Davison said the project, which had its design recently approved and may see ground work start in the summer, is facing some criticism from citizens and council candidates.
“For a period of time, [taxes] would in fact, admittedly, go up, but it would also come right back down,” she said. “Whatever the first building that goes in [the development] will be the most expensive because you have to build the road to get to it, and therefore it’s a process.”
While the new developments are intended to capitalize on the city’s growth and service the new population’s needs, city officials have acknowledged criticisms from some of Manvel’s citizens that may see the rapid changes as a threat to the city’s small-town rural identity.
In an online survey conducted mid-March on the Community Impact website, some residents expressed disapproval with the city’s growth. Respondents shared concerns with increased taxes and traffic, with some saying that rapid development could be overwhelming.
“While development and growth is necessary, too much, too fast can end up choking the heart out of the city,” Manvel resident Tish Raiford said in the survey.
Former Council Member and current mayoral candidate Dan Davis said the growth should remain methodical and considerate. He said residents want the city to remain rural in nature.
“There’s ditches in our city that haven’t been mowed in 40 years; there’s roads that constantly are getting potholes because of the traffic ... [and] things that have been neglected for the sake of growth,” Davis said.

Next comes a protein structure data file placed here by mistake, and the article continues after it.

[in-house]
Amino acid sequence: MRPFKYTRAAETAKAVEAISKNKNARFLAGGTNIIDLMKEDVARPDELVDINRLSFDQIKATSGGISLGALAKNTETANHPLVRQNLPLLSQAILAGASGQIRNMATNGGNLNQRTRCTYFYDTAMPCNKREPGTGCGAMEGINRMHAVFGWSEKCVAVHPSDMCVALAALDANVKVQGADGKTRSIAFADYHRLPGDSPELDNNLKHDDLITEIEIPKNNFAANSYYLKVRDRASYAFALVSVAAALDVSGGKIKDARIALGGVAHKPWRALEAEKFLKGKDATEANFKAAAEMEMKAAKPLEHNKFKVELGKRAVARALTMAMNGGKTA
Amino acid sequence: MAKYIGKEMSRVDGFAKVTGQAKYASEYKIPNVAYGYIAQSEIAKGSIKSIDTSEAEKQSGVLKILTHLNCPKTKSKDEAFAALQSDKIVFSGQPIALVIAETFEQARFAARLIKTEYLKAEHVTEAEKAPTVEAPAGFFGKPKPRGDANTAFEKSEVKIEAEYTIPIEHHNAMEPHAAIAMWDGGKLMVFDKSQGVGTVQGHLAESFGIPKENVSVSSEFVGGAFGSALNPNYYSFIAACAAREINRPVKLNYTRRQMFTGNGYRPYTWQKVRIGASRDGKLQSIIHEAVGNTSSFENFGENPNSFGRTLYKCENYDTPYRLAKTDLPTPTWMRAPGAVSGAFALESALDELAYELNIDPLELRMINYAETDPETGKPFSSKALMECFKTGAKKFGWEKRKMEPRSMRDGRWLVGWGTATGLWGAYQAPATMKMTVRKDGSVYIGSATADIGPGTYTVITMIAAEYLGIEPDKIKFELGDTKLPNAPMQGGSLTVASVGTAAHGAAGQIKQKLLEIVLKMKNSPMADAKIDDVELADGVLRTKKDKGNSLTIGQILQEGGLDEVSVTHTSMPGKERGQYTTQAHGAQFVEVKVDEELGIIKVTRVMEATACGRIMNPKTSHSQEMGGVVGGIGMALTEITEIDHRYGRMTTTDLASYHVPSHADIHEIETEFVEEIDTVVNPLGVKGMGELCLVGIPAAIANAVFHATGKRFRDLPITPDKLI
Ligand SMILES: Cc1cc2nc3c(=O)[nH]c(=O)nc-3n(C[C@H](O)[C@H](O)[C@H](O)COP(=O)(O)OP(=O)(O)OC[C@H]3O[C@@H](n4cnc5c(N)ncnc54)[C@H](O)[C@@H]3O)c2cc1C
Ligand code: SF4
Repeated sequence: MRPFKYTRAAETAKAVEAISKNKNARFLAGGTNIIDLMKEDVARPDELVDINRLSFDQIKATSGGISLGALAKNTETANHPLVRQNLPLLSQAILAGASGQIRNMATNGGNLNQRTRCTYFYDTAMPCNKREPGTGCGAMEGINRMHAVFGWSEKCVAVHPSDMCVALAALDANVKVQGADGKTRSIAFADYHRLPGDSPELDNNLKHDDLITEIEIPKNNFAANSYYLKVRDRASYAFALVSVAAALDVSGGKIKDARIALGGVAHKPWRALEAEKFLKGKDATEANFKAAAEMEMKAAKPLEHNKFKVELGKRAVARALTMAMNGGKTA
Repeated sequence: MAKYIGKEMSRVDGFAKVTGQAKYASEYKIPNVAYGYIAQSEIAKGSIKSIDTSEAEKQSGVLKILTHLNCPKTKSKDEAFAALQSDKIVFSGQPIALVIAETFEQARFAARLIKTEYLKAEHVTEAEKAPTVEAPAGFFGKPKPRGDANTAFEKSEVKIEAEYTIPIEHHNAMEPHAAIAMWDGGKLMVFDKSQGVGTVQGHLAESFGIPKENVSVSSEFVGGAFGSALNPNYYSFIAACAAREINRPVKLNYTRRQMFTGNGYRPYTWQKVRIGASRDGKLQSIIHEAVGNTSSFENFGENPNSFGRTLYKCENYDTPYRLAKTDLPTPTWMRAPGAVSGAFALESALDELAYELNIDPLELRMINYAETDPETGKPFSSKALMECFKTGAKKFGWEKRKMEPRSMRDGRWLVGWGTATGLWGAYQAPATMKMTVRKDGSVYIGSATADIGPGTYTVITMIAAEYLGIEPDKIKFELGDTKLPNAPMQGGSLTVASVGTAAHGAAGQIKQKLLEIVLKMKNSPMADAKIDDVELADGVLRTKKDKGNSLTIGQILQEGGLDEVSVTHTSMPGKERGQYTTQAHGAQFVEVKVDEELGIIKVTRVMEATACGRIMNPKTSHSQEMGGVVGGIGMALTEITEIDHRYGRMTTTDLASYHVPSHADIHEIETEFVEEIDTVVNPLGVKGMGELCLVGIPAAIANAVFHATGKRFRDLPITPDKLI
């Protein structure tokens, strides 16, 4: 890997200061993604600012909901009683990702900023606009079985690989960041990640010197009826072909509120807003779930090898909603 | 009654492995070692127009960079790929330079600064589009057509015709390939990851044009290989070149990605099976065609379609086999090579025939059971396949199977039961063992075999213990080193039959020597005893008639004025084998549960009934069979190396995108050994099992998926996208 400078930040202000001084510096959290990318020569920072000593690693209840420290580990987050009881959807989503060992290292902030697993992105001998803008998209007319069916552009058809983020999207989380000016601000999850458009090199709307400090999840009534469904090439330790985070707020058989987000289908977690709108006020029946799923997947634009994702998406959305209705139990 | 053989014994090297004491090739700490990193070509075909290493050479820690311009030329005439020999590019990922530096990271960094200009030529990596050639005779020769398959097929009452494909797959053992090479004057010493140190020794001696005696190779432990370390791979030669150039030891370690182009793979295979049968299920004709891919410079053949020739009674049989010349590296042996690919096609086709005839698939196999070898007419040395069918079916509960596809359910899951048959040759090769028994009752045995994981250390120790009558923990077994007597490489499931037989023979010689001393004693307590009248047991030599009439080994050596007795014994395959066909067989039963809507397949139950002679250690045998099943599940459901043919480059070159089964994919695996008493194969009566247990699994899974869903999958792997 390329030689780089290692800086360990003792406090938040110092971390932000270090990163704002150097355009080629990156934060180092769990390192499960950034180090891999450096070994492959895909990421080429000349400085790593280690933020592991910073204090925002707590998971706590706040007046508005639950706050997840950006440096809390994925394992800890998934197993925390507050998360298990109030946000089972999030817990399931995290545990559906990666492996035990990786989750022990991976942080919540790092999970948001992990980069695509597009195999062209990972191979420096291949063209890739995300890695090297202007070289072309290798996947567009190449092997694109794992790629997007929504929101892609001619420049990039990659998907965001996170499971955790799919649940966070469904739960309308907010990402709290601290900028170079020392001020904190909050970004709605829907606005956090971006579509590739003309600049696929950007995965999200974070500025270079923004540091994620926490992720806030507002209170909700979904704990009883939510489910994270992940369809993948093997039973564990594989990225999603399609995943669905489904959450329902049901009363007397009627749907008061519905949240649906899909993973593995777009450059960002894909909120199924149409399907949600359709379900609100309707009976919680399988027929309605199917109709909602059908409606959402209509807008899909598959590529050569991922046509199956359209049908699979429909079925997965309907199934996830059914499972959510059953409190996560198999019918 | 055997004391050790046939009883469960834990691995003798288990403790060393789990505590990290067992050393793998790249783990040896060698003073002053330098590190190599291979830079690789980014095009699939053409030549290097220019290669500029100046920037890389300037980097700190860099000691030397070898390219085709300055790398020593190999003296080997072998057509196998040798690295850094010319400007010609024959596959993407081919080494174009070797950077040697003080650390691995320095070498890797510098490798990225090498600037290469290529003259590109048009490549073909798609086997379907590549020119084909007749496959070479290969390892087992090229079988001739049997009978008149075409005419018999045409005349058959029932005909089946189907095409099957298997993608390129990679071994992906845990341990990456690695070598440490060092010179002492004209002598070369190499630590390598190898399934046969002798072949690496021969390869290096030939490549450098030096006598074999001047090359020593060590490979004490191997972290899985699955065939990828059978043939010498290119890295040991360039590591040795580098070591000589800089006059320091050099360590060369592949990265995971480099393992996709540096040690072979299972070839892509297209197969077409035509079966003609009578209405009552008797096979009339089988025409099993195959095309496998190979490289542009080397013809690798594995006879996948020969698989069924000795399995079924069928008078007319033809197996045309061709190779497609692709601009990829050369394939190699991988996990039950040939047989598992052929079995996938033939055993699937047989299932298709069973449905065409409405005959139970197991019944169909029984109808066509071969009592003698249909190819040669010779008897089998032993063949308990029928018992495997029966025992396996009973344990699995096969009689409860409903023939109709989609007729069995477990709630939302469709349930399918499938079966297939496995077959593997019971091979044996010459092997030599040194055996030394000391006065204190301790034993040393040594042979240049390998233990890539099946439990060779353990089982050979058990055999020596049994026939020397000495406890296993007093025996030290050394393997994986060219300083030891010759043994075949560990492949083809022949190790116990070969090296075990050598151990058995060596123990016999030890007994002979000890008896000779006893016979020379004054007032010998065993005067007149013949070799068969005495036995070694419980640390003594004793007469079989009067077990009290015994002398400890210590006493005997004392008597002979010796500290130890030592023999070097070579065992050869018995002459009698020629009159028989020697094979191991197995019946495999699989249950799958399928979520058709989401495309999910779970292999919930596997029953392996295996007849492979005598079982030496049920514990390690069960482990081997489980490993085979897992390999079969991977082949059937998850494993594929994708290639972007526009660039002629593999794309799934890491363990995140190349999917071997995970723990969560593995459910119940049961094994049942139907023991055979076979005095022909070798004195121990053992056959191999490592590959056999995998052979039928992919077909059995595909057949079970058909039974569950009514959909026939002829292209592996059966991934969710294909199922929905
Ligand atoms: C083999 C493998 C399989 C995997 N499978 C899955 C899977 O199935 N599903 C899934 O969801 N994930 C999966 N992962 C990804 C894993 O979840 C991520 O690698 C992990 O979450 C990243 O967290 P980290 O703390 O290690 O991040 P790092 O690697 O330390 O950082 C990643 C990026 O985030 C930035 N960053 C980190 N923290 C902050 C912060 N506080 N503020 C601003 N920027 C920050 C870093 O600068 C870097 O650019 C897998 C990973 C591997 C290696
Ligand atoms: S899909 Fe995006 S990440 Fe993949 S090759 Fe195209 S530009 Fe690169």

However, of the 28 responses Community Impact received in the seven-day period, more than 70% generally support the growth.
“[I’m] looking forward to not having to go to Missouri City or Pearland to shop and have eating options much closer to home,” Manvel resident Frank Boley said in the survey.
Longtime resident Harry Opliger said Manvel maintains its rural atmosphere despite the city’s rapid development process. He described the part of town he lives in as “Old Manvel,” where he bought several acres of land to build his home.
“Just this morning I woke up, looked out the back, and somebody’s cows were walking around the neighbor’s yard,” he said. “It’s country life, and that’s what makes this town so neat and diverse.”
Opliger said he is satisfied with the development he has seen in the 23 years he has been a resident.
“I think good times are ahead of us,” he said. “You know, it just takes a little bit more work—more refining of the processes, you know. Got to work out some of these growing pains, as with any growth is growing pains.”